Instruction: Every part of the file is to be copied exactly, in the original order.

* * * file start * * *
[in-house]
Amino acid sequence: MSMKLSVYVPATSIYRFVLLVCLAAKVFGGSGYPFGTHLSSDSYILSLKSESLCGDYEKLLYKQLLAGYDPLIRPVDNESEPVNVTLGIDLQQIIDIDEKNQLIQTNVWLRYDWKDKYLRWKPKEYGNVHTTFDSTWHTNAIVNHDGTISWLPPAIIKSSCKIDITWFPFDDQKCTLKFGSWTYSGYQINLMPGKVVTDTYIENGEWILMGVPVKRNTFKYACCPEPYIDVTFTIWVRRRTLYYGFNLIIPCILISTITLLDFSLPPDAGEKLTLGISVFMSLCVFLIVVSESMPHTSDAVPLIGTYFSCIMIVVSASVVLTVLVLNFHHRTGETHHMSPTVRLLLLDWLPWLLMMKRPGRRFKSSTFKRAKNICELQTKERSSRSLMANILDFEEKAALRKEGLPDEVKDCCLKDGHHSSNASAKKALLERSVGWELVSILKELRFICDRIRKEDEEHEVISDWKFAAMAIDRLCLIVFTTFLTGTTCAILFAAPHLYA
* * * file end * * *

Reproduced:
[in-house]
Amino acid sequence: MSMKLSVYVPATSIYRFVLLVCLAAKVFGGSGYPFGTHLSSDSYILSLKSESLCGDYEKLLYKQLLAGYDPLIRPVDNESEPVNVTLGIDLQQIIDIDEKNQLIQTNVWLRYDWKDKYLRWKPKEYGNVHTTFDSTWHTNAIVNHDGTISWLPPAIIKSSCKIDITWFPFDDQKCTLKFGSWTYSGYQINLMPGKVVTDTYIENGEWILMGVPVKRNTFKYACCPEPYIDVTFTIWVRRRTLYYGFNLIIPCILISTITLLDFSLPPDAGEKLTLGISVFMSLCVFLIVVSESMPHTSDAVPLIGTYFSCIMIVVSASVVLTVLVLNFHHRTGETHHMSPTVRLLLLDWLPWLLMMKRPGRRFKSSTFKRAKNICELQTKERSSRSLMANILDFEEKAALRKEGLPDEVKDCCLKDGHHSSNASAKKALLERSVGWELVSILKELRFICDRIRKEDEEHEVISDWKFAAMAIDRLCLIVFTTFLTGTTCAILFAAPHLYA